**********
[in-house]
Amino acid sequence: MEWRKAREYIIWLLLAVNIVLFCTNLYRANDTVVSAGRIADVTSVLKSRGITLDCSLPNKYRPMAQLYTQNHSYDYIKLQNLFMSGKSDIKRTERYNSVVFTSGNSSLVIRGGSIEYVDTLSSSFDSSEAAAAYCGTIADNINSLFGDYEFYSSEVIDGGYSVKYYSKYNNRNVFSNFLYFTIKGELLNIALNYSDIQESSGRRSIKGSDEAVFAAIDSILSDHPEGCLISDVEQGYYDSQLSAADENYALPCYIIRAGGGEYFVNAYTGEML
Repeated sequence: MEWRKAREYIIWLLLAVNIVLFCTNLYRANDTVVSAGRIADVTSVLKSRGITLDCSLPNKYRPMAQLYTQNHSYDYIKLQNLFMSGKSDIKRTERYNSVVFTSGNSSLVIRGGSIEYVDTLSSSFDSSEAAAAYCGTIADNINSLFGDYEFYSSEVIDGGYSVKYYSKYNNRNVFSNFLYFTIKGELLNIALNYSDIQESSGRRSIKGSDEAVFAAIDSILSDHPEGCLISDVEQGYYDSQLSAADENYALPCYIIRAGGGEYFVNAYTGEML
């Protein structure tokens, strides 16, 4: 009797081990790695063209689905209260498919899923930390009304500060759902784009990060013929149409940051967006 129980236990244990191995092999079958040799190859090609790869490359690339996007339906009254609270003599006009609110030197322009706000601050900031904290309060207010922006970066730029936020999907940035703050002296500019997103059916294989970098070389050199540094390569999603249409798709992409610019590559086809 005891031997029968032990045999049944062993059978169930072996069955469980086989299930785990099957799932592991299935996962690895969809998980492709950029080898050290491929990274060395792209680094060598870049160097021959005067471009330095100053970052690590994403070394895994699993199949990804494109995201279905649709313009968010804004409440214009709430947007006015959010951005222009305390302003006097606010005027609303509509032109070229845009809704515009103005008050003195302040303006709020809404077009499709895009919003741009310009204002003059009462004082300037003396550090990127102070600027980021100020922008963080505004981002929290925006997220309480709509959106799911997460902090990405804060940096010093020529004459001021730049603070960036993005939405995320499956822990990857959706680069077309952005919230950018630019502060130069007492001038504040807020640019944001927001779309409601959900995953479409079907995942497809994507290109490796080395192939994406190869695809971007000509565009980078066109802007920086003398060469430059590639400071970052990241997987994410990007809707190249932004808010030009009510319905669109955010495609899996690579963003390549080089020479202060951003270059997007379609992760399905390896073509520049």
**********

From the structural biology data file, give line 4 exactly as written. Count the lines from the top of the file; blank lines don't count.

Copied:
């Protein structure tokens, strides 16, 4: 009797081990790695063209689905209260498919899923930390009304500060759902784009990060013929149409940051967006 129980236990244990191995092999079958040799190859090609790869490359690339996007339906009254609270003599006009609110030197322009706000601050900031904290309060207010922006970066730029936020999907940035703050002296500019997103059916294989970098070389050199540094390569999603249409798709992409610019590559086809 005891031997029968032990045999049944062993059978169930072996069955469980086989299930785990099957799932592991299935996962690895969809998980492709950029080898050290491929990274060395792209680094060598870049160097021959005067471009330095100053970052690590994403070394895994699993199949990804494109995201279905649709313009968010804004409440214009709430947007006015959010951005222009305390302003006097606010005027609303509509032109070229845009809704515009103005008050003195302040303006709020809404077009499709895009919003741009310009204002003059009462004082300037003396550090990127102070600027980021100020922008963080505004981002929290925006997220309480709509959106799911997460902090990405804060940096010093020529004459001021730049603070960036993005939405995320499956822990990857959706680069077309952005919230950018630019502060130069007492001038504040807020640019944001927001779309409601959900995953479409079907995942497809994507290109490796080395192939994406190869695809971007000509565009980078066109802007920086003398060469430059590639400071970052990241997987994410990007809707190249932004808010030009009510319905669109955010495609899996690579963003390549080089020479202060951003270059997007379609992760399905390896073509520049």